Ashes rivalry is perfect example of what Test cricket needs

England are the overwhelming favourite to defend the Ashes, which begin tomorrow. While they may have dropped to No. 3 in the Test rankings behind South Africa and India, Alastair Cook leads a well-drilled side. The return of Kevin Pietersen also gives them a player capable of changing the course of a game in a couple of sessions. On the other hand, Australia appear to be a team without a center - disciplinary problems off the field compounding a lack of performance on it.

Bet365 is offering just 1/3 for an England victory while Australia are 9/2 for the upset. Ladbrokes have England at 4/11 and Australia 4/1.

This is what all the fuss is about - the Ashes Urn. Getty Images

This is what all the fuss is about - the Ashes Urn. Getty Images

The apparent gap between the sides hasn’t stopped the buzz around the series though. The Ashes is the pinnacle of Test cricket for players from both countries. In a round-table disscussion for the Telegraph, Michael Vaughan, who led England to a memorable Ashes triumph in 2005, said “there’s a different feeling when you wake up on an Ashes morning.”

In the same discussion, Shane Warne, said “every English and Australian player will get defined by how they do in the Ashes. You can play rubbish against everyone else but if you have an unbelievable Ashes series, people will say you are fantastic.”

Of course it helps that there is plenty of history to the series. Since 1882, the Ashes has been played every two years except during the two World Wars. All the greats from Don Bradman to Steve Waugh, from Fred Trueman to Ian Botham, have written their names into Ashes lore. Douglas Jardine and Bodyline, Mike Brearley and Botham’s Ashes and Australia’s whitewash of England in 2007 are all linked in an unbroken line connecting the two countries' cricketing histories.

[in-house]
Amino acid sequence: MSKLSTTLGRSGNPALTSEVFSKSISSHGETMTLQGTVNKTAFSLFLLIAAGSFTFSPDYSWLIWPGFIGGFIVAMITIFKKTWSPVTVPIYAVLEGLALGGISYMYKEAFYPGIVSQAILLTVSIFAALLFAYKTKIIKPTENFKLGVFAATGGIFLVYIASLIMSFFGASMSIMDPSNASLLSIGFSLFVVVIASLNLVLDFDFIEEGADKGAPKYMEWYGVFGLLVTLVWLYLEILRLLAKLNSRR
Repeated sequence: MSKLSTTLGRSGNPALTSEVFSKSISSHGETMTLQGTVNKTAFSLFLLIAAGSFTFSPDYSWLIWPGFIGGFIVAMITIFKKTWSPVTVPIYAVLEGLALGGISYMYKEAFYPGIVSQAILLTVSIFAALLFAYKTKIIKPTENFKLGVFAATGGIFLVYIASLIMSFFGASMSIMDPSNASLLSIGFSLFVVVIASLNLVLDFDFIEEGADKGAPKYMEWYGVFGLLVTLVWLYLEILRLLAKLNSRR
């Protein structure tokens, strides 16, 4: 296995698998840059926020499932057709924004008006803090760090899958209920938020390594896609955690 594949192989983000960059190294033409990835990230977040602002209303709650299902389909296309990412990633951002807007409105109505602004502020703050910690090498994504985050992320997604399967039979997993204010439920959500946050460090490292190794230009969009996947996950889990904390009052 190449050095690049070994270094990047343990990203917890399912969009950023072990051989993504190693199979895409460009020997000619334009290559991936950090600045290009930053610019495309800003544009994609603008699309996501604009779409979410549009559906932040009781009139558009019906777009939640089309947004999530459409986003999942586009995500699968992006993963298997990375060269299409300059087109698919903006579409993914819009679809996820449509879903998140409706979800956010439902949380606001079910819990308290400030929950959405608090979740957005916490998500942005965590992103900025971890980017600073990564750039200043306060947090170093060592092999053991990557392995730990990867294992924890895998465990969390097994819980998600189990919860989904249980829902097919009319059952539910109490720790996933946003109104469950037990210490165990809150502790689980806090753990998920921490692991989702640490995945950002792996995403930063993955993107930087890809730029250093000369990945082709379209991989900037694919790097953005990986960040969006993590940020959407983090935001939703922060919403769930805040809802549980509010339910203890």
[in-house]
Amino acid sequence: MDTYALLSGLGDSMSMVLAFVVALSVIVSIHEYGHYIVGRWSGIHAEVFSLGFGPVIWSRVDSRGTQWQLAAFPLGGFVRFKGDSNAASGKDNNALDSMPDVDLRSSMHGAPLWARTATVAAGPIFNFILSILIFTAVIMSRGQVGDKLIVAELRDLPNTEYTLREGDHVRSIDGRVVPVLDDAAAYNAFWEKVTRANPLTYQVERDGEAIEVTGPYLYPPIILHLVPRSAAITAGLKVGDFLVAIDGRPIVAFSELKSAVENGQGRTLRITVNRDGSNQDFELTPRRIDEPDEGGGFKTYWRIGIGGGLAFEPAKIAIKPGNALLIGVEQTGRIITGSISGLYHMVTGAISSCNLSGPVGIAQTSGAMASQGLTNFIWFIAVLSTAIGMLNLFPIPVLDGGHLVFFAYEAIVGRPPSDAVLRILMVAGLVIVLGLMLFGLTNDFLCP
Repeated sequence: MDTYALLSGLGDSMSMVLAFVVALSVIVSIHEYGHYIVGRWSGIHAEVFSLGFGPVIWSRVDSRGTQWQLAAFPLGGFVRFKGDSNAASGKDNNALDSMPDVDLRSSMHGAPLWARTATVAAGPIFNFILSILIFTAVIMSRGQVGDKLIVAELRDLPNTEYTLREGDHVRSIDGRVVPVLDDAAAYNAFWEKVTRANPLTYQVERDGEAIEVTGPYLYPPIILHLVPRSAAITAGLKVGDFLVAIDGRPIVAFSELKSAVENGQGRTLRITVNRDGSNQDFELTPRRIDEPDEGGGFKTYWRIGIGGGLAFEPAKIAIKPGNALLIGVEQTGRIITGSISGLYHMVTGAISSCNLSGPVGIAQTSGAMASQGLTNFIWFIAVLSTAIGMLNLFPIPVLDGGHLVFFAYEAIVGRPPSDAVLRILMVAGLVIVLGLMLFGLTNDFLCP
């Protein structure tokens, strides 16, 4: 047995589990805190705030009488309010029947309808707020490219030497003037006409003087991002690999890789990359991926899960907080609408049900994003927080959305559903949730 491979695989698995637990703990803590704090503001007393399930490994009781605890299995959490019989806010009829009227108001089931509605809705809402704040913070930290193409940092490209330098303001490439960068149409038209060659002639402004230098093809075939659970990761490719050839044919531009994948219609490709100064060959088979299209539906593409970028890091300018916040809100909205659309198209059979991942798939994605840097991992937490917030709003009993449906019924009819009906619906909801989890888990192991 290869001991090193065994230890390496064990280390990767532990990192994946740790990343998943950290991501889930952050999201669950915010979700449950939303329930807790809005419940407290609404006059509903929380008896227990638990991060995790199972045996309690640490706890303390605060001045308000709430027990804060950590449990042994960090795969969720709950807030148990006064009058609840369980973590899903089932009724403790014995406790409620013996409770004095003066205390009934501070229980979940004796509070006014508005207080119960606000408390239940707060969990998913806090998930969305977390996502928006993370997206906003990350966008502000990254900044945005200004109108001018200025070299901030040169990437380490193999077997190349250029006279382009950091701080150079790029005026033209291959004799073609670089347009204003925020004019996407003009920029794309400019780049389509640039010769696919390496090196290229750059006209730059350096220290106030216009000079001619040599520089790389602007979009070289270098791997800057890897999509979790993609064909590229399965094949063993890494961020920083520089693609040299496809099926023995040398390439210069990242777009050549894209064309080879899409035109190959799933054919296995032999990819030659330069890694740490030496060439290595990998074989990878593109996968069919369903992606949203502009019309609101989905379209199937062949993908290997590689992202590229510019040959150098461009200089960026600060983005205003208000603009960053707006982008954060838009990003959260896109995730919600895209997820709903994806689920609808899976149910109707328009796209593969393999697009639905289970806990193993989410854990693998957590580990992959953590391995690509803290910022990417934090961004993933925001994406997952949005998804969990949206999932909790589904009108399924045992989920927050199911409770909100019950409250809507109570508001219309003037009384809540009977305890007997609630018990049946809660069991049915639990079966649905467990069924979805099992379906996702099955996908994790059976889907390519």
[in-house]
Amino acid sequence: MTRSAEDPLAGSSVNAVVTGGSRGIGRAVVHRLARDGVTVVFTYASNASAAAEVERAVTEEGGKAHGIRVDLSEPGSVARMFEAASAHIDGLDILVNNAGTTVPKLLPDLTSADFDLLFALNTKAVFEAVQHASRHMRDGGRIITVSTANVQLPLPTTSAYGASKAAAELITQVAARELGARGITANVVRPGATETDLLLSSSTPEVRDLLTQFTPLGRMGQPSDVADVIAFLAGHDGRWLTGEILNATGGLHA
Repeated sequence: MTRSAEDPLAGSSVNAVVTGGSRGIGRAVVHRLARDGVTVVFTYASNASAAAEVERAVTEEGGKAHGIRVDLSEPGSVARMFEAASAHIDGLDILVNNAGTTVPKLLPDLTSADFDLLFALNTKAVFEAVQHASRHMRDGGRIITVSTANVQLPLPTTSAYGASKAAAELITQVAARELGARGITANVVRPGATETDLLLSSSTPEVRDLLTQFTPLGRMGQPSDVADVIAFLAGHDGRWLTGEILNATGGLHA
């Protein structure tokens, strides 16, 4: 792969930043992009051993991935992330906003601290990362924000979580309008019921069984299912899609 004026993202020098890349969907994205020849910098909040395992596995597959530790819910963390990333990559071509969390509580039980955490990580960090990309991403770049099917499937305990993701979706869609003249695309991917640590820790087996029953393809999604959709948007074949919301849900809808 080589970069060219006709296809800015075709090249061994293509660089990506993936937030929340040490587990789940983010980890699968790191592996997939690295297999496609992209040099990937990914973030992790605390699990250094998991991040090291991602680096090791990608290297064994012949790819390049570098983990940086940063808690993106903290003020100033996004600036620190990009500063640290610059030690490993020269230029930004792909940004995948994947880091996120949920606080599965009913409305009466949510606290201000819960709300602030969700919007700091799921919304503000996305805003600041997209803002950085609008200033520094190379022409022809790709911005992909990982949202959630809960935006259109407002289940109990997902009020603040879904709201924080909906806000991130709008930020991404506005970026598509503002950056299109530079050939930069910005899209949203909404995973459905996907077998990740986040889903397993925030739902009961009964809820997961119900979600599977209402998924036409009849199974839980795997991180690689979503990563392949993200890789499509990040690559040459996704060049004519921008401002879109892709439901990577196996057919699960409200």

The depth and breadth of the series drags in fans from other countries as well. The series will be telecast live in India, with an amped-up promotional campaign from Star Sports featuring a Florence and the Machine song called “Kiss with a Fist” that contains the following verse:

You hit me once
I hit you back
You gave a kick
I gave a slap
You smashed a plate
Over my head
Then I set fire to our bed

Plenty of aggression then, in case there are any fans out there that don’t get the importance and magnitude of the series.

But beyond the hype and hyperbole, the Ashes offers cricket a way to keep Tests relevant in an age of limited attention spans and the clinking cash registers of T20 leagues. Rivalries fire up fans and bring them to stadiums around the world. Liverpool and Manchester United supporters circle the team’s meetings every EPL season despite Liverpool’s slide in fortunes. In Major League Baseball, the New York Yankees take special pride in beating the Boston Red Sox and vice-versa. The same goes for the Boston Celtics and Los Angeles Lakers in the NBA.

The ICC is on the right track by creating a Test championship to provide some context but the semi-finals and final will take place just once every four years. But that still doesn’t solve the problem of what happens in the intervening period. Fans are not going to come out to see India play Zimbabwe because India could qualify for the Test championship.

What the sport needs is to create rivalries within the framework of the Future Tours Programme. This won’t be easy or happen overnight, but if Test cricket is to endure, it needs to stoke the passions of its fans. The Ashes does that and there is no reason why over time more series can’t come to embody the same idea. India vs Pakistan would also fit the bill but sadly those series are few and far between for geo-political reasons. India and South Africa are one option. South Africa's played their first series after the apartheid ban against India and recent series have been hotly contested. There are also broader links between the countries, including Mahatma Gandhi's time there as a lawyer

This would require some rejigging of the ICC calendar and a commitment to playing Tests, occasionally at the cost of limited-overs matches. But that can easily be done if it is the will of the ten Test playing nations who effectively run the ICC.

The sports governing body’s has repeatedly touted the primacy of Test cricket, though their decision to set a minimum limit of 16 Tests over four years suggest that the rhetoric might outstrip reality. But if they want to back up their rhetoric, the Ashes can show the way. The question is whether anyone is watching.